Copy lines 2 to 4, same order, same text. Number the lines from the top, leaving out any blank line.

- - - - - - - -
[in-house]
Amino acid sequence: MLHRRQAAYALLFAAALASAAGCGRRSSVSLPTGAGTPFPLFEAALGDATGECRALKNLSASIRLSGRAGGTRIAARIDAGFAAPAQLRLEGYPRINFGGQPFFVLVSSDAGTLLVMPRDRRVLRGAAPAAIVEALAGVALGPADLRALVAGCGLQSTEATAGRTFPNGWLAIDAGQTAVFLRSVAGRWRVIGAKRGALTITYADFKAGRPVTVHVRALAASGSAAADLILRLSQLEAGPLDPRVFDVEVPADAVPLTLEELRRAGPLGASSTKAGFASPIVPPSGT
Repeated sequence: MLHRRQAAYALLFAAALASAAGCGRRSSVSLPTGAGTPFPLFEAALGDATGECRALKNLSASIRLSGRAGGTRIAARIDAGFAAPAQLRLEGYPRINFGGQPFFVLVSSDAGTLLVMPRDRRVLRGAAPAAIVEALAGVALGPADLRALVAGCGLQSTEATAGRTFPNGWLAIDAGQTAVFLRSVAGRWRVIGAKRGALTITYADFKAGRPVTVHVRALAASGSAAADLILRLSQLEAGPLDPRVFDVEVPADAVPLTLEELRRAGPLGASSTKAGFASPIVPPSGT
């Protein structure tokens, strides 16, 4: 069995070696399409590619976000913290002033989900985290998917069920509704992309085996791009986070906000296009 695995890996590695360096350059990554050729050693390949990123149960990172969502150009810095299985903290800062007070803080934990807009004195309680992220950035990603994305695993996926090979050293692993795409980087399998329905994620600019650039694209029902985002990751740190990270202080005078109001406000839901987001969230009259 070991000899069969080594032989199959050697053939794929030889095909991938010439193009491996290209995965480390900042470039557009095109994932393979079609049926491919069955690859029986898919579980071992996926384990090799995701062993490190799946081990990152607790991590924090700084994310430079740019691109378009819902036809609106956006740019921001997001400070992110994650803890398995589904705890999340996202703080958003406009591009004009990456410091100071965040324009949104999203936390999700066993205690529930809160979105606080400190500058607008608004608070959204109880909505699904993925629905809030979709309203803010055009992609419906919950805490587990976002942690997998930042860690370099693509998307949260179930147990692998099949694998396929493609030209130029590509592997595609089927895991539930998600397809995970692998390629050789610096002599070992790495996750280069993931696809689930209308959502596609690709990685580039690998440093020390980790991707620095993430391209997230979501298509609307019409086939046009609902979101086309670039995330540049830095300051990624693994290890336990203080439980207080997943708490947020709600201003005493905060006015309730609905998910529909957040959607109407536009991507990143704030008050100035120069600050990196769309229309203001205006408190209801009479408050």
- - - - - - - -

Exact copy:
Amino acid sequence: MLHRRQAAYALLFAAALASAAGCGRRSSVSLPTGAGTPFPLFEAALGDATGECRALKNLSASIRLSGRAGGTRIAARIDAGFAAPAQLRLEGYPRINFGGQPFFVLVSSDAGTLLVMPRDRRVLRGAAPAAIVEALAGVALGPADLRALVAGCGLQSTEATAGRTFPNGWLAIDAGQTAVFLRSVAGRWRVIGAKRGALTITYADFKAGRPVTVHVRALAASGSAAADLILRLSQLEAGPLDPRVFDVEVPADAVPLTLEELRRAGPLGASSTKAGFASPIVPPSGT
Repeated sequence: MLHRRQAAYALLFAAALASAAGCGRRSSVSLPTGAGTPFPLFEAALGDATGECRALKNLSASIRLSGRAGGTRIAARIDAGFAAPAQLRLEGYPRINFGGQPFFVLVSSDAGTLLVMPRDRRVLRGAAPAAIVEALAGVALGPADLRALVAGCGLQSTEATAGRTFPNGWLAIDAGQTAVFLRSVAGRWRVIGAKRGALTITYADFKAGRPVTVHVRALAASGSAAADLILRLSQLEAGPLDPRVFDVEVPADAVPLTLEELRRAGPLGASSTKAGFASPIVPPSGT
């Protein structure tokens, strides 16, 4: 069995070696399409590619976000913290002033989900985290998917069920509704992309085996791009986070906000296009 695995890996590695360096350059990554050729050693390949990123149960990172969502150009810095299985903290800062007070803080934990807009004195309680992220950035990603994305695993996926090979050293692993795409980087399998329905994620600019650039694209029902985002990751740190990270202080005078109001406000839901987001969230009259 070991000899069969080594032989199959050697053939794929030889095909991938010439193009491996290209995965480390900042470039557009095109994932393979079609049926491919069955690859029986898919579980071992996926384990090799995701062993490190799946081990990152607790991590924090700084994310430079740019691109378009819902036809609106956006740019921001997001400070992110994650803890398995589904705890999340996202703080958003406009591009004009990456410091100071965040324009949104999203936390999700066993205690529930809160979105606080400190500058607008608004608070959204109880909505699904993925629905809030979709309203803010055009992609419906919950805490587990976002942690997998930042860690370099693509998307949260179930147990692998099949694998396929493609030209130029590509592997595609089927895991539930998600397809995970692998390629050789610096002599070992790495996750280069993931696809689930209308959502596609690709990685580039690998440093020390980790991707620095993430391209997230979501298509609307019409086939046009609902979101086309670039995330540049830095300051990624693994290890336990203080439980207080997943708490947020709600201003005493905060006015309730609905998910529909957040959607109407536009991507990143704030008050100035120069600050990196769309229309203001205006408190209801009479408050």